In addition to addressing known risks, organizations should be prepared and be responsive to emerging and new security issues and events. The study conceptualized and developed a substantive theory of information security risk management, known as the piezoelectric theory. The piezoelectric theory states that if the design of information security practices of organization systems enables a prompt re-alignment of the systems, satisfying the systemic requirements for the changing risk condition of the systems environment, the potential negative effects of the new risk condition of the systems environment will be balanced or counter-acted by the re-alignment activities. As a result of the piezoelectric behavior in organizational systems, as evidenced in this study,
the consequences of the emerging or new risk condition of the environment will likely incur a reduced impact to the organization systems. Results of the study also showed that the significance of the consequences relates inversely to the security readiness, and thus, the responsiveness of the organization. Readiness relates to the organization’s preparedness to re-align its activities and take the appropriate actions to balance against the negative effects of the changing risk environment in a timely and systemic manner.
The validity of the substantive piezoelectric theory was supported by case studies of actual practices in an organization, two significant security incidents, and a focusing event during the course of the study, and tested through the development and implementation of a responsive approach to information security risk management in a participating organization and two other projects.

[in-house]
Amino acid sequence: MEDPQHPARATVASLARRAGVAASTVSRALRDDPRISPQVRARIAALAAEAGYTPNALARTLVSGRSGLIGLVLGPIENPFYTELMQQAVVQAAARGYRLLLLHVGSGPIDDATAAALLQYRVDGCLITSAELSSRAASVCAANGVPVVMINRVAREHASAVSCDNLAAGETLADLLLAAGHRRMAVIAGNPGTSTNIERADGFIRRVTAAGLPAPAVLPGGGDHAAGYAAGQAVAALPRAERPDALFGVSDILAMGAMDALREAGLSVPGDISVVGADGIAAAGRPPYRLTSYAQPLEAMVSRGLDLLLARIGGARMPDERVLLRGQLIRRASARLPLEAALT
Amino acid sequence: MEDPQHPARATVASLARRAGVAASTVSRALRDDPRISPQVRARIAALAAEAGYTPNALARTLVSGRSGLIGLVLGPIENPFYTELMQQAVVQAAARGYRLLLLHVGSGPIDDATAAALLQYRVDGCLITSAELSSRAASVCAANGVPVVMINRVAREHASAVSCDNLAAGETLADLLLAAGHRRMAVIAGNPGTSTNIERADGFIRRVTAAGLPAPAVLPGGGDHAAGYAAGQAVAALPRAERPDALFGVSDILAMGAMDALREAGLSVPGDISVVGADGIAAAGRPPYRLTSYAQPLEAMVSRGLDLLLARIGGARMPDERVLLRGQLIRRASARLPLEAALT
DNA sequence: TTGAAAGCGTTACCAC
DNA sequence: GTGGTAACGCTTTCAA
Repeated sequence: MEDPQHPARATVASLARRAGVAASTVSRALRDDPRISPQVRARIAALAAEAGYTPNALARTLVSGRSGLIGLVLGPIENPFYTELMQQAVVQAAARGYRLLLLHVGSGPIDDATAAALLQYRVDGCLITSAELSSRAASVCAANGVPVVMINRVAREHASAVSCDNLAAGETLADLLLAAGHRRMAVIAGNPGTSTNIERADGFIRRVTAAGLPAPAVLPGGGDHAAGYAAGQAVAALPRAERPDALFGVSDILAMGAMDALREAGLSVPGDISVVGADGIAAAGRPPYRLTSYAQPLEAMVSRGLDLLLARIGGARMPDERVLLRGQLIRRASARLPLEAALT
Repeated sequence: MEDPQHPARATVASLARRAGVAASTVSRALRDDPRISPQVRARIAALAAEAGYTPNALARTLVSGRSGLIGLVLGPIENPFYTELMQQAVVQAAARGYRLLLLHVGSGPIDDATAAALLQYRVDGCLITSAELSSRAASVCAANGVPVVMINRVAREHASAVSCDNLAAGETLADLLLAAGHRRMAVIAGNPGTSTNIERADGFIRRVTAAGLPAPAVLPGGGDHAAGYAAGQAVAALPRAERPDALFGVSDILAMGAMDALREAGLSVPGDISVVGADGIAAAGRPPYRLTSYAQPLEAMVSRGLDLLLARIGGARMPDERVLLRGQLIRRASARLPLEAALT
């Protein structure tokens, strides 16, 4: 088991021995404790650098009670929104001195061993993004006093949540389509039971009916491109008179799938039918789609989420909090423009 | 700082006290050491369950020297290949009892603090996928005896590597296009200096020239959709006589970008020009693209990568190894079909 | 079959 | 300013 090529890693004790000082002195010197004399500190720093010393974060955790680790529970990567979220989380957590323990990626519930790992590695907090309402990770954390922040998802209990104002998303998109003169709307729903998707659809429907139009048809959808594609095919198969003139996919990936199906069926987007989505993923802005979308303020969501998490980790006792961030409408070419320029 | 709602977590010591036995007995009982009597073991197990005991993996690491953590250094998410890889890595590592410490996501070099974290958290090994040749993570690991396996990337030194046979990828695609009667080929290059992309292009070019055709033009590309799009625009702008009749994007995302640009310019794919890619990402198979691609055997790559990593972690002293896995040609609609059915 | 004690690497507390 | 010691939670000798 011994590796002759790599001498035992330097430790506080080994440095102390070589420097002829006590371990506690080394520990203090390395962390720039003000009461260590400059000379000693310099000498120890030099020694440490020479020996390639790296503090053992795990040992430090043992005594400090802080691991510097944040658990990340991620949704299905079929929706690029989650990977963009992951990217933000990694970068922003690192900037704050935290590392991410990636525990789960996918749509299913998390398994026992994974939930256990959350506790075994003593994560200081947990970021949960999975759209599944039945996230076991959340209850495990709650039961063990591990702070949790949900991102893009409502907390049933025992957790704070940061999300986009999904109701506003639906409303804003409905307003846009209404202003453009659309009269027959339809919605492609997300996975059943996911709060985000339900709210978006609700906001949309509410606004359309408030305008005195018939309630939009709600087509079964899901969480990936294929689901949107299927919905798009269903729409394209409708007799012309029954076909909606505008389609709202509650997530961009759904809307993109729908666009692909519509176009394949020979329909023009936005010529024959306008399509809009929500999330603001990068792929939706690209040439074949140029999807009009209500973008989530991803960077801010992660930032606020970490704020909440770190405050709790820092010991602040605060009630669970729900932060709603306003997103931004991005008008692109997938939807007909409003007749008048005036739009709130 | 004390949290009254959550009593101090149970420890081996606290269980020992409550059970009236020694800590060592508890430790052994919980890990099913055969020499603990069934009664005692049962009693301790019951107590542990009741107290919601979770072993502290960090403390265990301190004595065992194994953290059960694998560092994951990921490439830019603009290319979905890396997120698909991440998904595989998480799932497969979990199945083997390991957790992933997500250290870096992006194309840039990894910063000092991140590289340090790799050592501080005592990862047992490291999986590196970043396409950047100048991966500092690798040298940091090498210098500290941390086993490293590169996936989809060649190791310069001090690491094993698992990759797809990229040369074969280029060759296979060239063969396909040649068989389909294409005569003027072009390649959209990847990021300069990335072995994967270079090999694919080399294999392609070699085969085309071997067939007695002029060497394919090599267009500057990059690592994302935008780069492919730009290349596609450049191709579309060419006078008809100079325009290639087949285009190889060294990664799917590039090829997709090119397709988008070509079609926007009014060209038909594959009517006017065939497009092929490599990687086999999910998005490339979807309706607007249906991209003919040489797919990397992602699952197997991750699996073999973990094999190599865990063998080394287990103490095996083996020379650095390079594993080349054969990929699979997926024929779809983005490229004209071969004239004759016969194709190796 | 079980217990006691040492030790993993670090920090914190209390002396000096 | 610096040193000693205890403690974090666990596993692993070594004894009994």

The study resulted in five major contributions to the knowledge and practice of information risk management. They are: (1) the development of a substantive piezoelectric theory as a new approach, providing a new meaning – responsiveness – to the objectives of information risk management, which also resolves a circularity problem in existing security principles; (2) the elaboration of the responsive strategy, including the understanding of the responsive approach through the action research study, leading to the development of a systems model for establishing the desired piezoelectric behavior to achieve responsiveness in information risk management; (3) the successful adaptation and extension of existing methods and tools as tactical means for achieving a responsive strategy in organizations and validating the reliability of the piezoelectric theory; (4) an improved understanding of the issues and dilemmas in managing information risks in organizations; and (5) the application of action research as a meta-methodology and research methodology, resulting in the above contributions to the information risk management knowledge domain, demonstrating another contribution to the methodological literature.